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Book Review: The Age of Miracles

Posted by gck Tuesday, June 26, 2012

ageofmiraclesThe Age of Miracles by Karen Thompson Walker

Genre: Literary Fiction, Young Adult
Rating: **** (out of 5)
Recommended for: People who enjoy beautiful language and mood creation, literary fiction fans
Received ARC copy through NetGalley.

Back-cover summary:
Luminous, haunting, unforgettable, The Age of Miracles is a stunning fiction debut by a superb new writer, a story about coming of age during extraordinary times, about people going on with their lives in an era of profound uncertainty.

On a seemingly ordinary Saturday in a California suburb, 11-year-old Julia and her family awake to discover, along with the rest of the world, that the rotation of the earth has suddenly begun to slow. The days and nights grow longer and longer, gravity is affected, the environment is thrown into disarray. Yet as she struggles to navigate an ever-shifting landscape, Julia is also coping with the normal disasters of everyday life—the fissures in her parents’ marriage, the loss of old friends, the hopeful anguish of first love, the bizarre behavior of her grandfather who, convinced of a government conspiracy, spends his days obsessively cataloging his possessions. As Julia adjusts to the new normal, the slowing inexorably continues.

With spare, graceful prose and the emotional wisdom of a born storyteller, Karen Thompson Walker has created a singular narrator in Julia, a resilient and insightful young girl, and a moving portrait of family life set against the backdrop of an utterly altered world.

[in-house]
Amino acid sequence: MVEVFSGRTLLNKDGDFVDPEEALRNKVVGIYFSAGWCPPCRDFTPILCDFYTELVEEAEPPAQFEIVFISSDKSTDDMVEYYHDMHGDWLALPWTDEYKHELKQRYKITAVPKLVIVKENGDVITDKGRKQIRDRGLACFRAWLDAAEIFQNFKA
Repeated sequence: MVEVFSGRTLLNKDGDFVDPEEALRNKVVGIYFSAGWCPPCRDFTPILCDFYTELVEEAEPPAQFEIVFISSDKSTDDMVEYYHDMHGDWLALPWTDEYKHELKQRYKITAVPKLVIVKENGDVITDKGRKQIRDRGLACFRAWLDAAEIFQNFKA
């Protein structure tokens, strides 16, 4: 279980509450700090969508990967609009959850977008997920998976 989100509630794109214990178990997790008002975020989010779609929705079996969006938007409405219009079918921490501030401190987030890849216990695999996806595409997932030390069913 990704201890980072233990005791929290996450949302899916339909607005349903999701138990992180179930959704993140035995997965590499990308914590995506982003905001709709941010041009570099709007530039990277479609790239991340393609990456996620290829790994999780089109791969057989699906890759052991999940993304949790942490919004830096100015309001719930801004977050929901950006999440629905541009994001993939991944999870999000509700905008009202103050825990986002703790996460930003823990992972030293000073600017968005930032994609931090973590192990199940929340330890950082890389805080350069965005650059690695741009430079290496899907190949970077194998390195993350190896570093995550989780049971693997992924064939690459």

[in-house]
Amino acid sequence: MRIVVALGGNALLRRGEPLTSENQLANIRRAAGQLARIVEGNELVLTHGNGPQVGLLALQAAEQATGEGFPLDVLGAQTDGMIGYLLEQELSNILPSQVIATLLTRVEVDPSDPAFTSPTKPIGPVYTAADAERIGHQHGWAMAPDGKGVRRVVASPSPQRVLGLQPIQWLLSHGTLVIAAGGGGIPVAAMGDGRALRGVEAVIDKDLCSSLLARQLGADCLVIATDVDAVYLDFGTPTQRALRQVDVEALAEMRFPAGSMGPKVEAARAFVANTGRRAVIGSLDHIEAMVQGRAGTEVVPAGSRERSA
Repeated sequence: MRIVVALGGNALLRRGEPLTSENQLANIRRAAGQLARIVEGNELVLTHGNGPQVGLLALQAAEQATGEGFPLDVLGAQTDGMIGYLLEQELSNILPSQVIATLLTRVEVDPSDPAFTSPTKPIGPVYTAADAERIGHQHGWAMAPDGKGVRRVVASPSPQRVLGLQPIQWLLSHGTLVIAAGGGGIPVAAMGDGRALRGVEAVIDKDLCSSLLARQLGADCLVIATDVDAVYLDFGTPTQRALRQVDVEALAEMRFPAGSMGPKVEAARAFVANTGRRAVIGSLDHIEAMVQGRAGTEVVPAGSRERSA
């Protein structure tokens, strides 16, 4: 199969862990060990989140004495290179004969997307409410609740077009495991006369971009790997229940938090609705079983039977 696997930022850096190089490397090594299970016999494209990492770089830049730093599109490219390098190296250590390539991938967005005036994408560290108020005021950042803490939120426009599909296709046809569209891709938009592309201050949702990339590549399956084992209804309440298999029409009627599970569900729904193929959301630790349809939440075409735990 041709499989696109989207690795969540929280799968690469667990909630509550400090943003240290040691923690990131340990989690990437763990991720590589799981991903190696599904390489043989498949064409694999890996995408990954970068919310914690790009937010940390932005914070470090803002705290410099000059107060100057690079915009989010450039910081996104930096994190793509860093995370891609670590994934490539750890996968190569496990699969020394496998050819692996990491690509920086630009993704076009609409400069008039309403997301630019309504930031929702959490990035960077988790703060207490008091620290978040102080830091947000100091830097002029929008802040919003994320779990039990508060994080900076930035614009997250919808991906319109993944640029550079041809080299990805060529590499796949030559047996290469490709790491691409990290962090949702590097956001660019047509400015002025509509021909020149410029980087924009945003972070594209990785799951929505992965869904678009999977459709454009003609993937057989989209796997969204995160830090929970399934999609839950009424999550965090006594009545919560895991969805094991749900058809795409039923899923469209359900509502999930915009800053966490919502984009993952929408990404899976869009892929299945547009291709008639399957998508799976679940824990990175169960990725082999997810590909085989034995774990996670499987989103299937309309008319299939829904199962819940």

My review:
The Age of Miracles is a beautiful novel. My overall impression while reading was that this was a book form of the type of arthouse movie I love to watch. In my head, I was drawing connections to Melancholia. Though the characters are totally different, I saw similarities in the obvious fact that both are end-of-the-world stories, the excellent way they created an atmosphere of uncertainty, and the way they dealt with how different types of people respond to disaster. I loved the style of writing, the details in the description, and the pacing (though I wouldn’t have minded if it moved slightly faster).

I classify this both as literary fiction and young adult. The combination of these two genres appeals to me strongly because the young narrative voice removes a lot of the complication and density that can be challenging to the reader in many works of adult literary fiction. The pacing is restrained, slowly revealing symptom after symptom of the slowing and the effect on general society and the main character’s world. The juxtaposition of the uncertainty of adolescence against the uncertainty of an apocalyptic world adeptly shows how both the “small” personal challenges and the “large” world problems affect Julia’s life. Under the backdrop of world disaster, some problems become trivial, and some remain important.


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